is finely watered by La Platt River, a pond covering 600 acres, and by
the waters of Lake Champlain. Shelburne Bay sets into the town, about four
miles from the north-west, and affords the town a good harbor, and a depot
of the interior trade on the beautiful Champlain . . .
A small settlement was made in this town previous to the revolutionary
war. The earliest settlers were two Germans, by the name of Logan and Pottier,
who commenced upon two points of land, extending into Lake Champlain, which
still bear the names, "Pottier's Point" and "Logan's Point." The
first settlers were employed principally in getting out lumber for the
Canada market, and tradition says that Pottier and Logan were murdered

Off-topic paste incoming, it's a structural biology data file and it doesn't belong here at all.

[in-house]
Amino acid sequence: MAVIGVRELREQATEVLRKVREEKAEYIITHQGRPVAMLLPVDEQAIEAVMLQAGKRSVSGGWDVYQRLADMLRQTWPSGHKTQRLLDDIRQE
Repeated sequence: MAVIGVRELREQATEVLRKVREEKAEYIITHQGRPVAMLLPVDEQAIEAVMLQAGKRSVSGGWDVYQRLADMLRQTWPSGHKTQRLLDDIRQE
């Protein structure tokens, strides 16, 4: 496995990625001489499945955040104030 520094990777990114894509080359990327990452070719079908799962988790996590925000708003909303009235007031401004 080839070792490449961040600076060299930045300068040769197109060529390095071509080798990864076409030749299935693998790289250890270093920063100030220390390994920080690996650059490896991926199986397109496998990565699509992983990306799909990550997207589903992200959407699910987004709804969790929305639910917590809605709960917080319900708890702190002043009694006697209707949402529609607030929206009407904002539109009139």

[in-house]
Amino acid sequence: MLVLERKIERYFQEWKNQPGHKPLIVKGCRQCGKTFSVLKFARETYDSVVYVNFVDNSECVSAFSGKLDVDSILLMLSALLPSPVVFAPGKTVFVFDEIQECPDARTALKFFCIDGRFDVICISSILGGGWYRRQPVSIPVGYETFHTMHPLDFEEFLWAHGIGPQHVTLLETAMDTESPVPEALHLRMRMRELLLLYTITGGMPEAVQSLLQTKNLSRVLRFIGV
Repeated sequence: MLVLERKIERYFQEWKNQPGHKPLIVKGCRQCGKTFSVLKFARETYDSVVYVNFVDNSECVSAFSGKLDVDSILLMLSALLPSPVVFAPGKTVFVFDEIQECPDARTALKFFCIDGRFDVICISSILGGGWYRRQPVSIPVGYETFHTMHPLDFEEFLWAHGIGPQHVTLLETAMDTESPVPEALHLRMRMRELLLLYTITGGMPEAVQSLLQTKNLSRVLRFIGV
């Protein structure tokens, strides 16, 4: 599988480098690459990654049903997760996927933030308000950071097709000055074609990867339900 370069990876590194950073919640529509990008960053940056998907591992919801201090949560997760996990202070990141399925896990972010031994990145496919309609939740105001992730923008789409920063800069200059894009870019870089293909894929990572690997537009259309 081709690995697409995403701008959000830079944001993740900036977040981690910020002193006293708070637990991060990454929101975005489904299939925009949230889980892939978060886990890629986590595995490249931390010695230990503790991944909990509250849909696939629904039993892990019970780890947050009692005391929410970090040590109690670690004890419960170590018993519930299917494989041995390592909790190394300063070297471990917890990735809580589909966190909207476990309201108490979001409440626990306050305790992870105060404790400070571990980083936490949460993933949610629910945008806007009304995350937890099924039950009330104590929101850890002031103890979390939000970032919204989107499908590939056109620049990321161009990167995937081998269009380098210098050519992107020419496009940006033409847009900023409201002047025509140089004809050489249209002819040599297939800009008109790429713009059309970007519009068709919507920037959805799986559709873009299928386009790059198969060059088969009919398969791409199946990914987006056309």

for their money, near the north end of Lake Champlain, by a party of soldiers
sent out from Montreal to protect them from the Indians, on their return
after having sold a raft of lumber. The principal religious denominations
are Episcopalians and Methodists. The Methodist Church is the most numerous,
and has a neat chapel built in 1831 . . . There was a small
Episcopal parish here, under the charge of the Rev. Bethuel Chittenden,
soon after the town was settled."
of Vermont, Hayward, 1849)
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